Translated from French by Alexandra Igna (2020)


This game was born, as its name suggests, in Boston, in the United States, during the siege of this city, in 1773, during the War of Independence. It is a derivative of whist. It has three main variants:

1- Each player plays for his own account.

If, when examining his game, the player is under the impression that he can perform eight lifts on his own, he announces: "independence", and he then plays alone against the other three players. If he feels that he cannot do the eight lifts alone, but if he can do them with the support of another player (for example: five tricks in his hand and maybe three raised at another), he announces: "I ask". One of the three other players can then answer him: "I support", and the two players are associated with the move in question. Finally, a player whose play is weak says, "I pass. "

2 - The object of the game is to make eight tricks (either eight tricks in isolation, or five plus three tricks). If the applicant has completed the eight levies in question, he wins a certain number of cards; otherwise, he is penalized, and must give each of his opponents a certain number of cards, to sanction his "fall".

3 - The Jack of Diamonds, also called boston, is the strongest card in the game (it is higher than the Ace of Trump). The boston has known many variants (for example, the French boston, the Breton boston), and in particular variants in which the announcements are quite complex, with the player asking his opponents if they are willing to carry out a well-defined number of tricks ( and not just eight, whihc is the case of the single Boston). A form derived from both Boston and whist is color whist, which is an extremely interesting game, a direct precursor to bridge. Finally, there is a variant of the three-player whist, in which the games of a fictitious fourth player are spread out, which is called the "dumb": this "dumb" is in a way the ancestor of the "dead” at bridge.

We will not dwell on the rules of these games. We will simply notice some of their original features:

It is a team game, whether we are talking about the whist or the boston (even if, in certain cases, the association is temporary like in boston). As the partners ignore each other's games, just as they ignore those of their opponents, it is necessary to consider a whole series of tactical means which allow, by deduction, each player, to hypothetically reconstruct the game of his partner and those of his opponents. The whist and the boston are therefore games of calculation, in which the chance only plays at the time of the distribution. As we can assume that whist players will play this game a very large number of times in their life, we can say, statistically, that the number of favorable distributions will be met in the same proportion as the number of unfavorable distributions, less on a large number of data. Therefore, a player's earnings depend, essentially, on his deductive skills. Another originality of the whist is the double mark, using dots and using cards. The points sanction, in a way, the course of the game itself: having honors, having performed a certain number of tricks, etc. The cards are what we could call the “financial sanctions” of the game. We will find this in bridge, where we distinguish the points of the sleeve from the points of penalty and points of honors.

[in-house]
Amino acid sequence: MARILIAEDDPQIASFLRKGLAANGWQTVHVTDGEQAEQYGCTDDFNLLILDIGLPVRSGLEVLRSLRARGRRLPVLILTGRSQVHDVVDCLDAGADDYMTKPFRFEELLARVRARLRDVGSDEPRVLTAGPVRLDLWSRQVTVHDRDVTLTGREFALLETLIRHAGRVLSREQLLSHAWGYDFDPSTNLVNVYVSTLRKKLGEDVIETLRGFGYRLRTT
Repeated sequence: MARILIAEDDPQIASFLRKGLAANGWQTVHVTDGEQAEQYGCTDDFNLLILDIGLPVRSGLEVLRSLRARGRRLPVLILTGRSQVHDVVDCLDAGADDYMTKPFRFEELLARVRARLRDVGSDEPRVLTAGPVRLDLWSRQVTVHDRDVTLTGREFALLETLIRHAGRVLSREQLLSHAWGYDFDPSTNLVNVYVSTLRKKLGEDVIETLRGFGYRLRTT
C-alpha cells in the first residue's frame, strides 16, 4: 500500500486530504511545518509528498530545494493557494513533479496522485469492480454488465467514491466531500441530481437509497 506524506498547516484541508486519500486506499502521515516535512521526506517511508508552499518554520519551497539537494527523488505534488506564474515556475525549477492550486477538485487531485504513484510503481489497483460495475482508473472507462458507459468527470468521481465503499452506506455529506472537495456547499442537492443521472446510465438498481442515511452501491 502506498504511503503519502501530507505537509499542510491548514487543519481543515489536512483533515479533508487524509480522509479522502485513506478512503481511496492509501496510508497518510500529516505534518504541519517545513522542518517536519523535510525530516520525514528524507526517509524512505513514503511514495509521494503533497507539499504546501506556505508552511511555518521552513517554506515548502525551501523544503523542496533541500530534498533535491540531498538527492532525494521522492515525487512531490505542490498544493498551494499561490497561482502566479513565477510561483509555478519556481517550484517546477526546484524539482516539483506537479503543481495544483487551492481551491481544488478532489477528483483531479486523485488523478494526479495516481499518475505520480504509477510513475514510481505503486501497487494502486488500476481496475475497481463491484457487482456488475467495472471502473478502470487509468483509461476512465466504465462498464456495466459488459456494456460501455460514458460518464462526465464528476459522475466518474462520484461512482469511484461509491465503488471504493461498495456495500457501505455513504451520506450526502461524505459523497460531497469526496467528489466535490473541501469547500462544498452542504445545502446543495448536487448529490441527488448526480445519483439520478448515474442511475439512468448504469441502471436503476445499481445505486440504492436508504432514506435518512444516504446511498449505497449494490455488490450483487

The three whist brings in, as mentioned earlier, a fictional fourth player, that is a "dead" or dummy player. In modern bridge, the "dead" is not a fictitious player: at the auction stage, he is a very real player, as we will see soon.

We have just spoken of "auctions". Again, the originality of the whist, in its Boston form, should be emphasized: before playing a move, the players offer a sort of bet to their opponents. They announce the number of tricks they intend to make, taking into account their games. We will see that this phase of the game, which is not very important in whist, is crucial in bridge.